One of ITV's (one of the 5 terrestrial UK stations) football commentators just had to resign for being recorded off air calling one of Chelsea's black players "a f*cking lazy thick n*****." Of course he immediately apologised and offered his resignation, and it did seem a little out of character (when he was a football manager back in the days, he was one of the first to select black players).
Of course, this has cued the usual mass hysteria in the press and the question is being asked - deep down, is everyone a little bit racist? They had a phone-in on the radio whilst I was eating breakfast and one of the callers was an American. He'd been living in Ireland for 3 years and said he was racially abused every day, because people called him a Yank.
He stated that the word 'yankee' was an old British insult from the 18th century, which has basically involved into the modern day 'wanker.' And he didn't like being called it. I had never really thought about this before - are other Americans offended by this? I find it hard to believe since the most succesful baseball franchise is called the Yankees and wasn't the North referred to as the Yankees in the Civil War? And what about "Yankee-Doodle"? Surely you can't have your pie and eat it?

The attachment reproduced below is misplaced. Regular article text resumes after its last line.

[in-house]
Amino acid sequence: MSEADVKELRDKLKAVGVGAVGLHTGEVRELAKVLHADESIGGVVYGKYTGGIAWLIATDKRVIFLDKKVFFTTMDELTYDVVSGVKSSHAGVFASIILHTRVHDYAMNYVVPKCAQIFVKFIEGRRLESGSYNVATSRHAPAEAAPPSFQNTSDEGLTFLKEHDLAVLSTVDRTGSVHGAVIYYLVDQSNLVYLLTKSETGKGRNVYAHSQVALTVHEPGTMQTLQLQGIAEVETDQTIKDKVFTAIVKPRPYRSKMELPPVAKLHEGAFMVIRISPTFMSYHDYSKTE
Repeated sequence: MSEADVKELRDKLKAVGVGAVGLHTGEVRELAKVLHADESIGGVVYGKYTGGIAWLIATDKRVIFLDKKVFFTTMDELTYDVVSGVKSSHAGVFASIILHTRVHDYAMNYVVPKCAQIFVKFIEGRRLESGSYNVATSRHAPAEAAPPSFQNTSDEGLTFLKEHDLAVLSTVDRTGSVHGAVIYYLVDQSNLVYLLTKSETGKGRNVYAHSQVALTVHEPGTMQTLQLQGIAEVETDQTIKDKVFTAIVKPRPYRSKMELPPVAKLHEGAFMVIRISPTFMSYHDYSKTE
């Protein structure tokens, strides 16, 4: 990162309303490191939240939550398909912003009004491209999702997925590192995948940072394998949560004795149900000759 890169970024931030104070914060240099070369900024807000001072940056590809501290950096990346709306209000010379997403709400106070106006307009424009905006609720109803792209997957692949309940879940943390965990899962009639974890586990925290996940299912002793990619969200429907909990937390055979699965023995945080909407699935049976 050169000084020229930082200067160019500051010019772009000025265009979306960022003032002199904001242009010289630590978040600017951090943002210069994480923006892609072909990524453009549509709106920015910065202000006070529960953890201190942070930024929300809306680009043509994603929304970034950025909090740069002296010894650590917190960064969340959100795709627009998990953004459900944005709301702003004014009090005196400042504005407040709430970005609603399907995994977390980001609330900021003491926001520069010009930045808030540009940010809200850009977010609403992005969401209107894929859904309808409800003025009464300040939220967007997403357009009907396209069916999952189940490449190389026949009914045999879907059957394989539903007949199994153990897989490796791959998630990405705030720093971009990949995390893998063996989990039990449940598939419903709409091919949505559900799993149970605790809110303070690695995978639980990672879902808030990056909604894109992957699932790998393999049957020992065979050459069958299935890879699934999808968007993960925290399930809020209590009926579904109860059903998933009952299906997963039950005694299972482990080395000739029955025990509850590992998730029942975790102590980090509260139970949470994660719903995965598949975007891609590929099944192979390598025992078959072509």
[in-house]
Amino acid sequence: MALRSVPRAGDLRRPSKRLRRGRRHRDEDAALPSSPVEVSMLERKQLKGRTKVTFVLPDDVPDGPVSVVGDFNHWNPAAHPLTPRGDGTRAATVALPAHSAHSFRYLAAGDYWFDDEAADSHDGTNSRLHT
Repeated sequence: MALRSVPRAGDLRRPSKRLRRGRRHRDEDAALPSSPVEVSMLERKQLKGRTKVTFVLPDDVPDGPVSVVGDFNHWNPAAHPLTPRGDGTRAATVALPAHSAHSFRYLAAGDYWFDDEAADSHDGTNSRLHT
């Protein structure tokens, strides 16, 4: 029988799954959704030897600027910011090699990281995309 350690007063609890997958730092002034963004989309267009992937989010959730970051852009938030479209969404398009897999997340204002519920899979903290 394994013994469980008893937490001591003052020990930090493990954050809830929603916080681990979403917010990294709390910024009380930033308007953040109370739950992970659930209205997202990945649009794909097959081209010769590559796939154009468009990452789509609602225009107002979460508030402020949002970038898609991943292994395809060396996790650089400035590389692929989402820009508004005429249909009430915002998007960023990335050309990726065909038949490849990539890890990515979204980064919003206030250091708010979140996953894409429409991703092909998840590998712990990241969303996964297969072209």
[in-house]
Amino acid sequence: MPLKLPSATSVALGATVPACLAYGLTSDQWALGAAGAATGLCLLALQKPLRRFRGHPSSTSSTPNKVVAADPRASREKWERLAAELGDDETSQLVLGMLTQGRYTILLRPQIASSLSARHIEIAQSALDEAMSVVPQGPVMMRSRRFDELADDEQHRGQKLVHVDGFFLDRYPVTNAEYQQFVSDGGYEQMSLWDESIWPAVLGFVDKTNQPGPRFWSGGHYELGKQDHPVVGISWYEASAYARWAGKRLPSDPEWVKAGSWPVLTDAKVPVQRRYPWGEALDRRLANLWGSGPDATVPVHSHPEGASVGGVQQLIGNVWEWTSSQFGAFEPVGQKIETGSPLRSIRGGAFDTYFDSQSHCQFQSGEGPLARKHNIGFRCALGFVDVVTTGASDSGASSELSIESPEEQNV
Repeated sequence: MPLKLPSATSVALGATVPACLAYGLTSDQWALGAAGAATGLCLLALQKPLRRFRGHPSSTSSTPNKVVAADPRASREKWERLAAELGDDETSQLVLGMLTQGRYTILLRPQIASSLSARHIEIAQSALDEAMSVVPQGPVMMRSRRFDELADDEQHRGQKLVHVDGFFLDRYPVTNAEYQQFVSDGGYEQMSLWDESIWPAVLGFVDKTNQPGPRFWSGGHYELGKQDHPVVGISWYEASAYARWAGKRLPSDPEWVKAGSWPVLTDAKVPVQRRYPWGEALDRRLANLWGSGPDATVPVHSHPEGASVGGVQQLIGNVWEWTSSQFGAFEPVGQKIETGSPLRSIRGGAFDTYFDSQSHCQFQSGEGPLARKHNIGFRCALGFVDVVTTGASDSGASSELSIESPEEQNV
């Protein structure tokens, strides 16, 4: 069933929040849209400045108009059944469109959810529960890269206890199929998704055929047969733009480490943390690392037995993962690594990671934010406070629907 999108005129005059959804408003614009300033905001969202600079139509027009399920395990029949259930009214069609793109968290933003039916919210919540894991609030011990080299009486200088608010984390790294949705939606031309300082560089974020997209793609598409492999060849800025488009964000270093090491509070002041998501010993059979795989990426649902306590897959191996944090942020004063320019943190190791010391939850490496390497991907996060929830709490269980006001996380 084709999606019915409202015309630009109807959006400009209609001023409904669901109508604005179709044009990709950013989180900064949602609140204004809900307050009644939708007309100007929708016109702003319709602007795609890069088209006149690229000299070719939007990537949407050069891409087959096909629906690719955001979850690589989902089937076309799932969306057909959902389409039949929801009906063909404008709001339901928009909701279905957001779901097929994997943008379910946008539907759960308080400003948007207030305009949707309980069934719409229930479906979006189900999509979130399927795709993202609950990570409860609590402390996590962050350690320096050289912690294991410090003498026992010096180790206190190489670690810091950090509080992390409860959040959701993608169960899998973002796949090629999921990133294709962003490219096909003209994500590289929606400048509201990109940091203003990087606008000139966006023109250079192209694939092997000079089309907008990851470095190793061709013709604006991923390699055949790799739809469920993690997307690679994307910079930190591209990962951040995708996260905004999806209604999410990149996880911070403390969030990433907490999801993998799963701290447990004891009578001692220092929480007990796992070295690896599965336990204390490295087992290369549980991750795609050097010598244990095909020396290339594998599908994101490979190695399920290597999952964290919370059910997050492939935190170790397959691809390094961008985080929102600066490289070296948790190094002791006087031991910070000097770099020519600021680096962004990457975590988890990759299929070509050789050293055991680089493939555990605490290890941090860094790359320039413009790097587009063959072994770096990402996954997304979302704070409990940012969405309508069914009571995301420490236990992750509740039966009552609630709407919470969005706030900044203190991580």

It's one of those slang words as much as anything: the Irish are Paddys, the Scots are Jocks, the French are Frogs and so on. I confess I've never really liked being called a jock (which obviously has a very different meaning in America), but that's only if it's being used in a derogatory manner (usually by someone from the south of England).